Thursday, October 3, 2013

Alex Marks 20 years of Queen's Counsel with a New Book

FLIP's own Alex Williams has reached a milestone.  His comic strip Queen's Counsel started its run in The Times of London twenty years ago today.  After much arm-twisting, the other half of FLIP consented to an interview on the subject.

FLIP: You have been doing Queen's Counsel for 20 years. Does this milestone make you feel old? Proud? Tired?

Alex: All of the above. But, mainly, astonished. Whenever I open the paper I can't quite believe the cartoon strip is still there. I don’t even have a contract with the newspaper – but it’s been my longest job ever, by far. So, better add gratitude to that list.

FLIP:  Has the strip changed much over the years?

Alex: In the beginning the jokes were all drawn from my personal experience as a junior barrister. I’d come back from court after some humiliating cock-up and think “there’s a joke in there” (mostly at my expense).

But I left the Bar in 1996 - so that spring dried up long ago. Luckily my wife works for a big law firm in London so nowadays she writes at least half my jokes. Or, as she would put it, she writes the funny ones.

FLIP:  How have you managed to keep this going while also pursuing a career in animation? 

Alex: Perseverance, doggedness and habit. But it’s amazing how many animators also do strip cartoons. In some ways it is more fun than working on a film because you get to control the material, so the work is a good or as bad as you make it. If you write a bad joke – there is no-one to blame but yourself.

FLIP:  Has it become more difficult to connect with the barrister world the longer you've been away?

Alex: Yes. And this is the biggest challenge – keeping the cartoons up to date and relevant. But the strip needs to reach a broad audience as well; it can’t just be for lawyers. All sorts of people read The Times. So it’s a bit of a balancing act. Whenever I read a magazine or listen to the news – It’s always at the back of my mind. I have a pencil and paper by my bed for my brilliant 4am ideas (most of which suck in the morning).
The first cartoon - October 3, 1993
FLIP: Your new Queen's Counsel book - what can we expect?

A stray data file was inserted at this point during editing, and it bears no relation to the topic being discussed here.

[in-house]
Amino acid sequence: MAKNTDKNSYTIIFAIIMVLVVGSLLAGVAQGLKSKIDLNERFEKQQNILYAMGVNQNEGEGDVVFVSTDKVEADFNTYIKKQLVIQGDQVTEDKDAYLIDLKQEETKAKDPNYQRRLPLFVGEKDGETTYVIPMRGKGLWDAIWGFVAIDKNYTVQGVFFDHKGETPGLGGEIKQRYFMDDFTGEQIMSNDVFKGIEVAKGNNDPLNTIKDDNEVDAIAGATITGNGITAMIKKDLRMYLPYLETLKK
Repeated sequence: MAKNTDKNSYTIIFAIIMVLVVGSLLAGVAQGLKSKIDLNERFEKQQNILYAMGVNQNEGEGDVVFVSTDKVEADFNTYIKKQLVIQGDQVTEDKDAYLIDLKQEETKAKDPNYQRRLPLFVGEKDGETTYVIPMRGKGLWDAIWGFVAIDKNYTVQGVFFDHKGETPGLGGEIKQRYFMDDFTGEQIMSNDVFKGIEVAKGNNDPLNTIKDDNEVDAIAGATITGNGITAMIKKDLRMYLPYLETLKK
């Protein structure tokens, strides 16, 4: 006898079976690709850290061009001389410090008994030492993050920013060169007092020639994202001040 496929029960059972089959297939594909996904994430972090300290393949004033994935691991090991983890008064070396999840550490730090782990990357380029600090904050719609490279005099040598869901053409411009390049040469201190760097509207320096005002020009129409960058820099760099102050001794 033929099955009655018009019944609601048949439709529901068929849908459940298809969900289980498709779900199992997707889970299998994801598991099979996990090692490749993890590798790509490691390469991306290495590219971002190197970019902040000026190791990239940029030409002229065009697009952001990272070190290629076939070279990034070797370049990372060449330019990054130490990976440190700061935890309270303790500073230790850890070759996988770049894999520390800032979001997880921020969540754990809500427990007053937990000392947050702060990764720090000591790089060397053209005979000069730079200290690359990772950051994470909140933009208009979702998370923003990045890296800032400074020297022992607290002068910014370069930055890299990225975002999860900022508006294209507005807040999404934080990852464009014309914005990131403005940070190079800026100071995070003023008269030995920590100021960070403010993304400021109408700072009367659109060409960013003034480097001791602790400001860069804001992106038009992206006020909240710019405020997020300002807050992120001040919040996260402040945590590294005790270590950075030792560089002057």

Alex: The most fabulous, up-to-date, comprehensive, best-of-the-best, omnibus edition of Queen’s Counsel. It is the definitive collection, to be treasured, laminated and handed down to your great-grandchildren.

FLIP:  Is there a goal or final destination for the strip in your mind? Do you know what the final strip will be?

Alex: I want to be still writing jokes when I'm 90. But it’s a toss-up as to who will die first – me or the newspaper industry. Print circulation has been declining for years and I don’t envy the editors who have to struggle to make people pay for content when so much is available online for free.

When The Times went behind a paywall people were outraged – why should they have to pay when it had previously been free? Well, why indeed? Personally I think everything should be free, especially whatever it is that the people who don’t want to pay for online content do for a living.

FLIP:  Has there ever been interest in a Queen's Counsel TV series, be it animated or live action?

Alex: Luckily the Film and TV rights are still available. I see Tom Cruise playing the lead. I will insist however on a stretch limo and my own trailer with personal masseuse.

FLIP:  Do you think The Queen reads your strip?

Alex: I am certain that The Queen reads The Times - or more likely she has someone to read it to her. My guess is she probably does not linger long over the law pages, sadly. But when I am next asked for tea I shall be sure to ask her. Though, obviously, I will not be able to tell you what she says.

FLIP: Has your notoriety as a comic strip artist made for any interesting (or awkward) encounters?

Alex: There is a cartoon strip about bankers in The Daily Telegraph called “Alex”, by Charles Peattie and Russell Taylor, which is very popular - especially among the finance crowd. So I regularly get asked “Oh, so you do the cartoon strip Alex in the Daily Telegraph do you?”. Er, no. Alex is just my name. Not the name of my strip. Please make a note of this.
FLIP:  Will there be any celebratory events to mark your 20th year of Queen's Counsel?

Alex: Fireworks, a 21-gun salute and a military parade down the Mall. Plus my own TV show. And, of course, a book launch (paid for by me). There will be free drinks! You’re on the guest list, Steve.

(Editor's note: You can read about the birth of Queen's Counsel here, and buy Alex's latest book at here....)

1 comment:

  1. Alex, you illustration at the top reminds me of the one lawyer joke I know.
    Q: Do you know the definition of tragedy?
    A: It's a bus load of lawyers careening off a cliff.....with one empty seat.